The year 2015 was really good for people in the U.S. More red states accepted the Affordable Care Act, LGBT people gained more rights, the unemployment went down while the economy went up, the Iran agreement survived treasonous attempts by Republican legislators to destroy it, states started to move away from gerrymandering, a ban on microbeads in products will make eating fish healthier, President Obama decided to declare a war on unfettered gun ownership by felons and people with mental illnesses—the list goes on and on with encouraging actions.
Women, however, kept losing their fundamental rights. Conservative court actions and calls for defunding Planned Parenthood led to growing denials of inexpensive, easy access to health exams to detect cancer and STIs as well as contraceptives that would keep them from getting pregnant. During 2015, a number of states introduced almost 400 anti-abortion bills, an increase from 335 in 2014. From regulating medication abortions to complete bans on second-trimester abortions, 57 of these bills made it into law.
An overview of the “war on uteruses”:
Medication abortion restrictions: Arkansas requires providers to lie to patients by telling them that the effects of the “abortion pill”—a drug called mifepristone, or RU-486—can be reversed. Another restriction is mandating original FDA-approved dosage, decreasing the drug’s effectiveness and increasing negative side effects. Other inaccurate information forced on patients is the myth about fetal pain during abortion and women’s mental health problems after it. Laws also ban using telemedicine for medication abortion, especially beneficial for poor women living in rural areas. Idaho also bans this safe practice and requires doctors who administer the medication to have admitting privileges at local hospitals. With its concern about the importance of life between conception and birth, Arkansas is the second-worst state for women’s and children’s well-being.
Unprecedented bans against the most common procedure for second-trimester abortions: Kansas, the first state to pass a ban against what it calls “dismemberment abortion,” fails to use medical language in its law, opting for such emotional language as “unborn child” instead of fetus. A Kansas district judge blocked the law, and the case is on appeal. Oklahoma’s law uses even worse language by describing it as “purposely dismember[ing] a living unborn child….” That law is also on hold.
Waiting periods: North Carolina and Oklahoma tripled the time between state-mandated abortion counseling from 24 hours to 72 hours. All 12 Southeast states mandate waiting periods except for Florida where a law for a 24-hour waiting period blocked by a circuit court judge is pending a final ruling.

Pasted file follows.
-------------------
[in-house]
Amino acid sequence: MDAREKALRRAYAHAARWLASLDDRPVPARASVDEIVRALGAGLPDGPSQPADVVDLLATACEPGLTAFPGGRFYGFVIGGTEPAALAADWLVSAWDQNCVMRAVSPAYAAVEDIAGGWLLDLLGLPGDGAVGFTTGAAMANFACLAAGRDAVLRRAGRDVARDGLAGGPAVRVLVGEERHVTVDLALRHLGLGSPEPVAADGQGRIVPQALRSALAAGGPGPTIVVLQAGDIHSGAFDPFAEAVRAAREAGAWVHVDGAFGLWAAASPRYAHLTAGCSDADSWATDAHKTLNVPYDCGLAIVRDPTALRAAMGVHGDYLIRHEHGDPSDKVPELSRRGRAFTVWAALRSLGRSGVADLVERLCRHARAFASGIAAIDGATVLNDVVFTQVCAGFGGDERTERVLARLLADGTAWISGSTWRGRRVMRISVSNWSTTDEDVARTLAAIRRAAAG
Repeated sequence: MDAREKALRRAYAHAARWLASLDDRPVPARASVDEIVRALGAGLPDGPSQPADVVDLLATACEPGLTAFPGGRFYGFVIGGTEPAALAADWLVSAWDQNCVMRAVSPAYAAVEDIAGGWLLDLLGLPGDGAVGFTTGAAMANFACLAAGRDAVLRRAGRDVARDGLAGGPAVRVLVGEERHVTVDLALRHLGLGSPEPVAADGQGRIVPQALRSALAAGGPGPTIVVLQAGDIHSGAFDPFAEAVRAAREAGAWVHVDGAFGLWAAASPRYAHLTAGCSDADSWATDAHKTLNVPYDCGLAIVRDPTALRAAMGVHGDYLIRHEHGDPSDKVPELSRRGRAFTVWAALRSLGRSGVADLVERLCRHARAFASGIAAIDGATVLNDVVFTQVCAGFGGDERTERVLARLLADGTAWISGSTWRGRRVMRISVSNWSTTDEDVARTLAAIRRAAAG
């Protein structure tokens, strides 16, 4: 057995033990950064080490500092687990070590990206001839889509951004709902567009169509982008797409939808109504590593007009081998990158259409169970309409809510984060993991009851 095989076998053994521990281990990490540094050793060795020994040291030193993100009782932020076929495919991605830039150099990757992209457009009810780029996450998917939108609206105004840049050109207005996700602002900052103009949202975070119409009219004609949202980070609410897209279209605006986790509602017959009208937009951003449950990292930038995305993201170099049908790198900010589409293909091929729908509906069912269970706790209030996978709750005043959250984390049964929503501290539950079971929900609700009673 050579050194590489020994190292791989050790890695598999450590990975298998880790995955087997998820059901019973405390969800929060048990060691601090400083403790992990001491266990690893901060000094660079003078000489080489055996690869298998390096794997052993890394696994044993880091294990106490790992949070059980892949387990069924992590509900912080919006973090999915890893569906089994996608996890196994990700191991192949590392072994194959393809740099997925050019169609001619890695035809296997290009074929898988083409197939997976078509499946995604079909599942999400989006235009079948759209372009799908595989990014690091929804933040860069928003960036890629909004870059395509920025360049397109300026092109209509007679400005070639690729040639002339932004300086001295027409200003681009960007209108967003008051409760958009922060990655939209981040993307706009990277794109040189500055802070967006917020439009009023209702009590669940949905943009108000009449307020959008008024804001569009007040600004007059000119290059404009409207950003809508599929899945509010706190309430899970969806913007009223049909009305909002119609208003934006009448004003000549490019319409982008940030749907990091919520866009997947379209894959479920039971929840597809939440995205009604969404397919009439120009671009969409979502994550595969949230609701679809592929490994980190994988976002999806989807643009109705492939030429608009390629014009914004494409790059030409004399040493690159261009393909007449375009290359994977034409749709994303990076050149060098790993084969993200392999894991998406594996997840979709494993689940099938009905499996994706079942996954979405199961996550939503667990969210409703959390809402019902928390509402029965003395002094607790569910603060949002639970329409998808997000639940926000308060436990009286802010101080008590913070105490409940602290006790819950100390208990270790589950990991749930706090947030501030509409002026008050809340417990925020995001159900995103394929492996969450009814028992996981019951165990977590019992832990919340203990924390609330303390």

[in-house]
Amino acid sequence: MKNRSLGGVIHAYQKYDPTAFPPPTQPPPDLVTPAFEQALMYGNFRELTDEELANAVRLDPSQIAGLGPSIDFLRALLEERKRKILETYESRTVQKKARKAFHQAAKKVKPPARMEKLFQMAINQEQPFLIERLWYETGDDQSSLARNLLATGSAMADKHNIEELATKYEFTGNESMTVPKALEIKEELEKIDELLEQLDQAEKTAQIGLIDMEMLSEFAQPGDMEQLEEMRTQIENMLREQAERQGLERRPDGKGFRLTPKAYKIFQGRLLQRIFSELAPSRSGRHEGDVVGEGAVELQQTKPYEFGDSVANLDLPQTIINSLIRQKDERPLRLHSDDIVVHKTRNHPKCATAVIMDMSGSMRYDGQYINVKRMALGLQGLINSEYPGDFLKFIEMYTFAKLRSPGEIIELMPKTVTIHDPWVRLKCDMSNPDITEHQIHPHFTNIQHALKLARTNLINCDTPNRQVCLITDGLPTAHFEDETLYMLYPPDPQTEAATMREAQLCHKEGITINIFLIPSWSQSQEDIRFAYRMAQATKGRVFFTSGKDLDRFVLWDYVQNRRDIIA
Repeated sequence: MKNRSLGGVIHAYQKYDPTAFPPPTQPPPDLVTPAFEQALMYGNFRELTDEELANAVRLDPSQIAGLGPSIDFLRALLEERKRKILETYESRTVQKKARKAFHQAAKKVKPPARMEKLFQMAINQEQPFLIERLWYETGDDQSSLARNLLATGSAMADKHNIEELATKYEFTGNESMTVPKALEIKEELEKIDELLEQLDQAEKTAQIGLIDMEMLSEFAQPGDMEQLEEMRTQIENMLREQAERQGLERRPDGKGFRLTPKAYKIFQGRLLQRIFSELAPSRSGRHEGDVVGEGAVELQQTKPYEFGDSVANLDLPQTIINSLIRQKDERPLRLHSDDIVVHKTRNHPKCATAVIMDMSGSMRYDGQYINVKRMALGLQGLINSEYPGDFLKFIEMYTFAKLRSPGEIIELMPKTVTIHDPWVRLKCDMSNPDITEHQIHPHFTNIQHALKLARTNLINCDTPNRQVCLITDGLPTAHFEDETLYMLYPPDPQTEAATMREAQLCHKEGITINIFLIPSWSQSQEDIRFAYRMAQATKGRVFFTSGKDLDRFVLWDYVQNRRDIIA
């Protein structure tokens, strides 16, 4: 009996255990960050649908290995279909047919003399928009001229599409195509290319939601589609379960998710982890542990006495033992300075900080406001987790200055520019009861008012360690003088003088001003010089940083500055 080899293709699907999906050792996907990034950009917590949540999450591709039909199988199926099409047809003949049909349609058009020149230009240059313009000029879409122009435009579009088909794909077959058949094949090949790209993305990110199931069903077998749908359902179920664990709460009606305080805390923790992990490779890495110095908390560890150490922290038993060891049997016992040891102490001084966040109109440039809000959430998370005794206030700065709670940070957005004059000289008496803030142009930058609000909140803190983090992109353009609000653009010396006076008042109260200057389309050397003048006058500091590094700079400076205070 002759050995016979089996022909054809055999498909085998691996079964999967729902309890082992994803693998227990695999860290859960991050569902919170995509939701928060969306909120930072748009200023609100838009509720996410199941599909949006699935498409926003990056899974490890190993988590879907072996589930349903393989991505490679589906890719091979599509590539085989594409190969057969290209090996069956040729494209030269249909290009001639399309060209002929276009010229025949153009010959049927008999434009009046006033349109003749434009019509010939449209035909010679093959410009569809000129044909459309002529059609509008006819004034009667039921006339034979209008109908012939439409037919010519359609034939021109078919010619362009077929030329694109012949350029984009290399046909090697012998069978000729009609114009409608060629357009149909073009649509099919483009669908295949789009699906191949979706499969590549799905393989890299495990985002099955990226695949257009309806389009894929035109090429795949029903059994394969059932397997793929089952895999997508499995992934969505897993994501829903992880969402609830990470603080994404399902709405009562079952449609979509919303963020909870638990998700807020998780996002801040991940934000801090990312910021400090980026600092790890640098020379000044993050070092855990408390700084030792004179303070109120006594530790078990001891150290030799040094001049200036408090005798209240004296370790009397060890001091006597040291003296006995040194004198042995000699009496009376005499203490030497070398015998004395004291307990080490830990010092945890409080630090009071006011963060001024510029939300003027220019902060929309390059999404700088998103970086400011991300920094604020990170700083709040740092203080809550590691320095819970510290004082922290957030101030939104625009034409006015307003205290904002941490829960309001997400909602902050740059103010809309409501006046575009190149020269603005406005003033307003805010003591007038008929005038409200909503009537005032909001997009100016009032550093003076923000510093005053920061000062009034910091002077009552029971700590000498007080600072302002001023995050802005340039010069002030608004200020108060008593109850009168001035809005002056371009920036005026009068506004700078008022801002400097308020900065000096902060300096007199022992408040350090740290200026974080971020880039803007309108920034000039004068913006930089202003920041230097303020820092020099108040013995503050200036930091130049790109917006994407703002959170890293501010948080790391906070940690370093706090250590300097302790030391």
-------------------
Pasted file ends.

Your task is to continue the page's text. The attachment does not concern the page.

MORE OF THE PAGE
Reducing abortion access: Tennessee amended the state constitution by refusing any funding for abortions although state and federal money cannot legally be used to fund abortion. Another law requires clinics performing more than 50 surgical procedures a year to meet standards of ambulatory surgery centers similar to hospital standards. A woman who attempted to self-induce a miscarriage in her bathtub after 24 weeks of pregnancy now faces a first-degree attempted murder charge.
Parental consent: Arkansas women under 18 seeking a judge’s permission for an abortion without parental consent must undergo an “evaluation and counseling session with a mental health professional” to ensure that the minor is mature enough for the procedure and that an abortion is in her best interests. With no time limit for the court proceedings, the pregnancy could be so advanced that performing an abortion could become illegal. A minor is also required to file the petition in the county where she lives, violating her privacy.
Ban after 20 weeks: Despite the governor’s veto, West Virginia became the 15th state to ban abortions after 20 weeks of pregnancy. The law offers no exceptions for victims of rape or incest and provides only a highly limited exception for women whose lives are endangered by their pregnancy or for fetal abnormalities. A similar law in Arkansas against abortions after 12 weeks was struck down in the US Court of Appeals for the Eighth Circuit.
Two states did move toward preventing abortions. Oregon became the first state to offer contraceptives over the counter for up to a year’s supply, and California allows women to get birth control directly from a pharmacist.
The growing lack of access to abortion and contraception increases unintended pregnancies among poor women while the number of these among well-off women is shrinking. The rate of such pregnancies among women with incomes below the poverty line jumped 56 percent from 1994 to 2008 while falling by 24 percent for higher-income women. In 2008, the unintended-pregnancy rate for poor women was more than five times that of the most well-off. Without Planned Parenthood, women are more likely to lack contraception. Of 491 counties with PP clinics, 103 counties have no other place giving low-income women access to affordable contraception.